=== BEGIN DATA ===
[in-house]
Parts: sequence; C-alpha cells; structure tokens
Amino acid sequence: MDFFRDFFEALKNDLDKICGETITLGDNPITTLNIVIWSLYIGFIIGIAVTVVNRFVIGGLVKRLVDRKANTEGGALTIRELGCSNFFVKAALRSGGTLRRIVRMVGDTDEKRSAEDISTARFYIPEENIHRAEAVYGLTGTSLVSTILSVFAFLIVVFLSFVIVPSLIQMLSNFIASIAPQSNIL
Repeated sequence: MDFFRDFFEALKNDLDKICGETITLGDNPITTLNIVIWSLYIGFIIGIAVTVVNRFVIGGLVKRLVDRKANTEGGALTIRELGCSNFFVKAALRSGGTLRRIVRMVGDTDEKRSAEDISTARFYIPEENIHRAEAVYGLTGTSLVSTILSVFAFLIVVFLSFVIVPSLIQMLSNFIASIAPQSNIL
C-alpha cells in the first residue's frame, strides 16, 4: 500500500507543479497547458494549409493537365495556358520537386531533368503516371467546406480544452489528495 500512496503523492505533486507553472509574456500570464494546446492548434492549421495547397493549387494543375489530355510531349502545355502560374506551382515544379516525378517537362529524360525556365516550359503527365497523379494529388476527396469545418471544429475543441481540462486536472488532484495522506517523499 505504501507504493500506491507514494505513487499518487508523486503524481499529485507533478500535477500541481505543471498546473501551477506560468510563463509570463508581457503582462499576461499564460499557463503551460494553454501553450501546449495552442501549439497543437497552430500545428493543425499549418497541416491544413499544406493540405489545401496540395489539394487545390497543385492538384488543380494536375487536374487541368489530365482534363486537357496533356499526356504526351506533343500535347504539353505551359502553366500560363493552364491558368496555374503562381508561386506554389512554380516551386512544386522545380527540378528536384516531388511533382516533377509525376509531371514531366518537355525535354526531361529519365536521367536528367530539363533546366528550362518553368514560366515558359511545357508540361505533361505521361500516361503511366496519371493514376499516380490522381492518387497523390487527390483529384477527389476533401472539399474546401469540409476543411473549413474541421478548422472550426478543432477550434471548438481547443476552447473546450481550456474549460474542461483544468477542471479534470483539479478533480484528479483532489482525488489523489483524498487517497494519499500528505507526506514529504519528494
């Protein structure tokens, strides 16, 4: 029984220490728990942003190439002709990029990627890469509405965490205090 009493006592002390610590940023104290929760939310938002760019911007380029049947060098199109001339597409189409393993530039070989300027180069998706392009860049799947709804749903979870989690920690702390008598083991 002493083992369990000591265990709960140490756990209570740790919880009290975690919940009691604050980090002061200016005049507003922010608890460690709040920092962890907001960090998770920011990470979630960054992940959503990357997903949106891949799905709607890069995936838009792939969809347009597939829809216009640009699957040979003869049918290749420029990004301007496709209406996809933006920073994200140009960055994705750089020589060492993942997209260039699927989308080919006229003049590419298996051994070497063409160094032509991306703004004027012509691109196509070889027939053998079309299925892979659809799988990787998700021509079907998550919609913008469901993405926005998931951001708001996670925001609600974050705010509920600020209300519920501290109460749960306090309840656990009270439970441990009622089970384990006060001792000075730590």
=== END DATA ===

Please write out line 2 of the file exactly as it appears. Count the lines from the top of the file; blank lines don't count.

Parts: sequence; C-alpha cells; structure tokens